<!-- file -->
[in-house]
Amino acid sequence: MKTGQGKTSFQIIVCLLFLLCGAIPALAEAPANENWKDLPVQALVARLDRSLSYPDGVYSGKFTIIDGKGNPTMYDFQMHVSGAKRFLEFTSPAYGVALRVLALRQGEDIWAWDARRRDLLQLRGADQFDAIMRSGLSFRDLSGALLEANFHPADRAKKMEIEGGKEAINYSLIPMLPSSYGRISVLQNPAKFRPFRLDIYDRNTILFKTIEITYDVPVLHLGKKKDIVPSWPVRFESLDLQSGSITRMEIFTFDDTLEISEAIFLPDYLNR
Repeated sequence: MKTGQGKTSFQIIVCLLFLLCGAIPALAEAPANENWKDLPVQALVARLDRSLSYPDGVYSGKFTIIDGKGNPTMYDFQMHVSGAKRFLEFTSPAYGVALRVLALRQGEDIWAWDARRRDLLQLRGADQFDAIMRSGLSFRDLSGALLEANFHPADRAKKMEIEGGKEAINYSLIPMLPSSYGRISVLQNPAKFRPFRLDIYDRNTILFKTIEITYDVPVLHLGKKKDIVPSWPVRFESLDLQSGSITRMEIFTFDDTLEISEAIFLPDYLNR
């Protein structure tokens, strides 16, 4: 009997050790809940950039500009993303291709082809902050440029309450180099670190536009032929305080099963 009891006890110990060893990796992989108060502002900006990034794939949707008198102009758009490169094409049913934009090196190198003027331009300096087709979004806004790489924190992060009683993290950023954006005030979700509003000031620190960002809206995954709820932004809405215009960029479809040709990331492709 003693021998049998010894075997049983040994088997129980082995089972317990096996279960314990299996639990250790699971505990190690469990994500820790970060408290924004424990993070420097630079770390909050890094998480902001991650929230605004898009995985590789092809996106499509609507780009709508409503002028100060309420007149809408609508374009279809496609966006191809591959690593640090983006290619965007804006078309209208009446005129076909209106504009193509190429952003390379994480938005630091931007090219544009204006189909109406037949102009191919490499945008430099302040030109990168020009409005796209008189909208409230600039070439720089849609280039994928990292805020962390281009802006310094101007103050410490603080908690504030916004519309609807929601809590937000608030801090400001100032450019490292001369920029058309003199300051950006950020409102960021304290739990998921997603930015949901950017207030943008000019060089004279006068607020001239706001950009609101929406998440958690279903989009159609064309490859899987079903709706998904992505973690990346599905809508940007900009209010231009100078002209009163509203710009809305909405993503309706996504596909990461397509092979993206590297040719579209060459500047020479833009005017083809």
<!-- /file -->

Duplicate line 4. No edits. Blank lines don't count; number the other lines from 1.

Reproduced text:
């Protein structure tokens, strides 16, 4: 009997050790809940950039500009993303291709082809902050440029309450180099670190536009032929305080099963 009891006890110990060893990796992989108060502002900006990034794939949707008198102009758009490169094409049913934009090196190198003027331009300096087709979004806004790489924190992060009683993290950023954006005030979700509003000031620190960002809206995954709820932004809405215009960029479809040709990331492709 003693021998049998010894075997049983040994088997129980082995089972317990096996279960314990299996639990250790699971505990190690469990994500820790970060408290924004424990993070420097630079770390909050890094998480902001991650929230605004898009995985590789092809996106499509609507780009709508409503002028100060309420007149809408609508374009279809496609966006191809591959690593640090983006290619965007804006078309209208009446005129076909209106504009193509190429952003390379994480938005630091931007090219544009204006189909109406037949102009191919490499945008430099302040030109990168020009409005796209008189909208409230600039070439720089849609280039994928990292805020962390281009802006310094101007103050410490603080908690504030916004519309609807929601809590937000608030801090400001100032450019490292001369920029058309003199300051950006950020409102960021304290739990998921997603930015949901950017207030943008000019060089004279006068607020001239706001950009609101929406998440958690279903989009159609064309490859899987079903709706998904992505973690990346599905809508940007900009209010231009100078002209009163509203710009809305909405993503309706996504596909990461397509092979993206590297040719579209060459500047020479833009005017083809």